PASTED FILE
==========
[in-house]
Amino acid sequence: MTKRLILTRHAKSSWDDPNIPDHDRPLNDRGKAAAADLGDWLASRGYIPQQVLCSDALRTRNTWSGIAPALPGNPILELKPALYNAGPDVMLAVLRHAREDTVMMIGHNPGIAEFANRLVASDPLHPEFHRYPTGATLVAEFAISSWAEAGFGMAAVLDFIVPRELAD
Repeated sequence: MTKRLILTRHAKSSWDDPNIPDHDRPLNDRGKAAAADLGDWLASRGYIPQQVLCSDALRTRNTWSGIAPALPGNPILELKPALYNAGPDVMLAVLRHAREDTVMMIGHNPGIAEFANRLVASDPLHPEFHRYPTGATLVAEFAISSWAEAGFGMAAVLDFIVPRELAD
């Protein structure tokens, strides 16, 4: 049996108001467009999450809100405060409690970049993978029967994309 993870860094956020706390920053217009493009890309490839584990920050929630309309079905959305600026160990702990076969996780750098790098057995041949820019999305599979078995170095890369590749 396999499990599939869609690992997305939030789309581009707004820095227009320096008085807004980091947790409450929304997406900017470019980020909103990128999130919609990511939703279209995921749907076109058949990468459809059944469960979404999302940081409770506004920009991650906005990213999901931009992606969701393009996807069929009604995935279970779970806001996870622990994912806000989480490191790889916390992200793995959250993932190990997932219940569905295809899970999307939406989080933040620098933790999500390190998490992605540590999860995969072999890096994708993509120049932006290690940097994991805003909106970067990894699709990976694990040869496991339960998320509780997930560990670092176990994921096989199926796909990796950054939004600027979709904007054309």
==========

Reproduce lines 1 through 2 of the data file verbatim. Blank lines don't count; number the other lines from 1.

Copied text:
[in-house]
Amino acid sequence: MTKRLILTRHAKSSWDDPNIPDHDRPLNDRGKAAAADLGDWLASRGYIPQQVLCSDALRTRNTWSGIAPALPGNPILELKPALYNAGPDVMLAVLRHAREDTVMMIGHNPGIAEFANRLVASDPLHPEFHRYPTGATLVAEFAISSWAEAGFGMAAVLDFIVPRELAD